STUDIES ON THE BIOLOGY OF TAENIA CRASSICEPS (ZEDER, 1800) RUDOLPHI, 1810 (CESTODA)l
Taenia crassiceps was common in Vulpes fulva examined from southern Ontario. Metacestodes occurred naturally in Micro/us pennsylvanicus, Marmota monax, Tamias siria/uso and Onda/ra zibethicus, and Peromyscus maniculatus, Tamiasciurus hudsonicus. and Sciurus carolinensiswere iníected experimentally; all rodents are new host records. Cysticerci developed into adults in dogs or foxes within 5 to 6 weeks; five coyote pups resisted infection. Development of the metacestode was Collowed mainly in white miee. Infections were most common subclltaneous[y. but also occurred in both body cavities. Mice approximately 4 weeks oC age were most susceptible. Asexualreprodllction occlIrred by exogenous, and rarely endogenolls. blldding from the abscolex pole beginning approximately 3 weeks after infection. Metacestodes in various stages of development were injected into mice subclltaneously, intrapleurally, but mainly intraperitoneally. Subseqllent development and reproduction were similar to that folIowing infection with eggs. Apparently all metacestodes are capable oíbudding. The initial rate oC reprodllction was higher subclItaneollsly and intrapleurally than intraperitoneally, but within approximately 100 days the rate became higher and continued higher intraperitoneally than elsewhere. Reproduction never reached a logarithmic rateo Metacestodes inoculated serially up to 21 times at 50-day intervals increased greatly in size and continued budding. FOllrother series were maintained by serial subinoclllation at 50-day intervals throllgh 23 generations without a significant change in the rate oC reproduction.
Introduction Taenia crassiceps (Zeder, 1800) Rudolphi, 1810 is a common cestode of red foxes (Vulpes vulpes L.) in Europe and the metacestode, Cysticercus longicollis Rudolphi, 1819, has been reported from various small rodents and the mole inEurope. Rausch (15) first reported this cestode from North America, collecting adults from Arctic fox (Alopex lagopus innuitus (Merriam» from the Arctic coast of Alaska, and cysticerci from the lemmings Dicrostonyx groenlandicus richardsoni Merriam and Lemmus t. trimucronatus (Richardson) from Churchill, Manitoba, and the Melville Península, respectively. Little work on the bíology of thisspecies, based on feedíng experiments and study of living material, has be en done since the broad outline of the life history was established by Leuckart (14) and later corroborated by Braun (3, 4, 5), although Studer and Baer (17) indicated that this species can be maintained by intraperitoneal inoculatíon. This cestode was commonly encountered during the present study in the intestines of red foxes(Vulpes fulva (Desmarest» from Ontarío. Eggs fed to various rodents, including. the laboratory mouse, grew into metacestodes, which multiplied by producing buds on the abscolex pole. Metacestodes were maintained also by intraperitoneal inoculation in the intermediate host. Reported here are observations on natural infections in canids and rodents in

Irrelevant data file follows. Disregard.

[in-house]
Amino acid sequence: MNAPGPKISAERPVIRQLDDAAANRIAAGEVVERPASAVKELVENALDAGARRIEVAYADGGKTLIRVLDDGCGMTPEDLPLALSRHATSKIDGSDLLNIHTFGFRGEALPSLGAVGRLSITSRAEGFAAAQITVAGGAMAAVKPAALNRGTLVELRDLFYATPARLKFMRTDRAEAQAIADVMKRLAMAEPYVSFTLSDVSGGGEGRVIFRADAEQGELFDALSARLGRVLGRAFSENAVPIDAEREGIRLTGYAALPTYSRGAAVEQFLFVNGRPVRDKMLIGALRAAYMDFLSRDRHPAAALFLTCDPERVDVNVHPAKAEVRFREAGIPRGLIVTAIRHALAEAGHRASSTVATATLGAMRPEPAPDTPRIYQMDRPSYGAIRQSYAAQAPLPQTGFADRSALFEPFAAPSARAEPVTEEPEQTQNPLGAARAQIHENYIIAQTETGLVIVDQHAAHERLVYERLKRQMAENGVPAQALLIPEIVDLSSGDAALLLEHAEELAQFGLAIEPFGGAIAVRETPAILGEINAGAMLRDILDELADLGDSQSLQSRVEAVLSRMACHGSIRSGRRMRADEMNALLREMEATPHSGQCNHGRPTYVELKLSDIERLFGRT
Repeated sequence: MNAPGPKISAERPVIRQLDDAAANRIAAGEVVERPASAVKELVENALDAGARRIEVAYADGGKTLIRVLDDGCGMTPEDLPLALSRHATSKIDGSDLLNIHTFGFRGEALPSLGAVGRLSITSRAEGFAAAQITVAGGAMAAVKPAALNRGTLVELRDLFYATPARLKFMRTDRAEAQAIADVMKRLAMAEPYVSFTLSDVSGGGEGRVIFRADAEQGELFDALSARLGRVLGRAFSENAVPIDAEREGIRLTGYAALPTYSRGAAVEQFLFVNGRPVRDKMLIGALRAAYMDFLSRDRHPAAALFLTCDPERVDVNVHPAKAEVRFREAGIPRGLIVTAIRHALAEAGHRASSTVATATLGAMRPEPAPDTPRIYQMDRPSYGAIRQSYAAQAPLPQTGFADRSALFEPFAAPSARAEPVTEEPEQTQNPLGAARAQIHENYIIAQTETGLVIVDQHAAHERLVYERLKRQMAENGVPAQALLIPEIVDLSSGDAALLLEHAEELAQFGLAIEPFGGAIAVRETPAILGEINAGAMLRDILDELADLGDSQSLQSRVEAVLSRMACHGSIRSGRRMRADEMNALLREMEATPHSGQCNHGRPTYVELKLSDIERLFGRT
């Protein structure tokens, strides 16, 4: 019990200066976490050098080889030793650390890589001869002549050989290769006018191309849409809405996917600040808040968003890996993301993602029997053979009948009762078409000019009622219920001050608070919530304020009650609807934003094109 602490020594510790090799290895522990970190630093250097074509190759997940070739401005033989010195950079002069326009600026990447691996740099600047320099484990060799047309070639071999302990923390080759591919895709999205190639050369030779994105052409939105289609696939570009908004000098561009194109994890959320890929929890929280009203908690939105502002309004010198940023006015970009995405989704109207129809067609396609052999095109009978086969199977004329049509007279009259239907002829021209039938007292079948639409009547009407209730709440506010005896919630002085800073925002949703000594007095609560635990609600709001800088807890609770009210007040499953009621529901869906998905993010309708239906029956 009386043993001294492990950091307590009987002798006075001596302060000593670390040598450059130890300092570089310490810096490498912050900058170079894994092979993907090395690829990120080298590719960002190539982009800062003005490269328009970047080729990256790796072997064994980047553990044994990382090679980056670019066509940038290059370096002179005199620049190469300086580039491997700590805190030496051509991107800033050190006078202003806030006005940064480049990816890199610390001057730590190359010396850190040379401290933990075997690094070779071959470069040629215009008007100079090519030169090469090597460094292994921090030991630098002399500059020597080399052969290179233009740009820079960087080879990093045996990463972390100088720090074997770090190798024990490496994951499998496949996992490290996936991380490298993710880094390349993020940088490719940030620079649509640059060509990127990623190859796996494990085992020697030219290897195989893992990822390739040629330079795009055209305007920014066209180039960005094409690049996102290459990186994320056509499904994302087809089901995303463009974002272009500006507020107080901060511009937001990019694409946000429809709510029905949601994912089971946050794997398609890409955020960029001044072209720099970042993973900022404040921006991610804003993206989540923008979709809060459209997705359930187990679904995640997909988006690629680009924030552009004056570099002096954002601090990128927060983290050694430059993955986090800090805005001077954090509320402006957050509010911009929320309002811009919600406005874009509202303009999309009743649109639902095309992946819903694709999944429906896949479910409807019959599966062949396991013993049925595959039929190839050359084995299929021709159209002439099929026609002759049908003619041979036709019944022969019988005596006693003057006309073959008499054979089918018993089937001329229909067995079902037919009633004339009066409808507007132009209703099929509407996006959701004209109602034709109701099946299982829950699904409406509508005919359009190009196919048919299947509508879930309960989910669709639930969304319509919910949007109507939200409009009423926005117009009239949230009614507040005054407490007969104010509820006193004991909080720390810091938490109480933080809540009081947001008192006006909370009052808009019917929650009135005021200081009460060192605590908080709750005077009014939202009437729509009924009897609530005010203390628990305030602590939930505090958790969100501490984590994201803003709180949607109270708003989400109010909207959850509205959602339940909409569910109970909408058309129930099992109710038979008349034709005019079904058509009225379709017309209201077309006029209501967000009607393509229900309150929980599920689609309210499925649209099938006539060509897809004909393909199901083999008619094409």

lManllscript received :\1ay 15, 1962.Contriblltion Crom Department of Parasitology, Ontario Research Foundation, Toronto, Ontario. This work was made possible by a research grant to the Foundation by the Department of Commerce and Development, Province of Ontario.
Canad¡an Journal of Zoology. Volume 40 (1962)
CANADIAN ]OURNAL 01' ZOOLOGY.
VOL. 40, 1962
southern Ontario, and on development of the adult and metacestode invarious hosts under experimental conditions. Study of the susceptibility of white mice of both sexes and various ages, differences in the rate of asexual reproduction subcutaneously and intraperitoneally, and results of continued serial intraperitoneal inoculation are also presented.
Materials and Methods
Aelult cestodes were obtaineel from natural and experimental infections. Frequently the...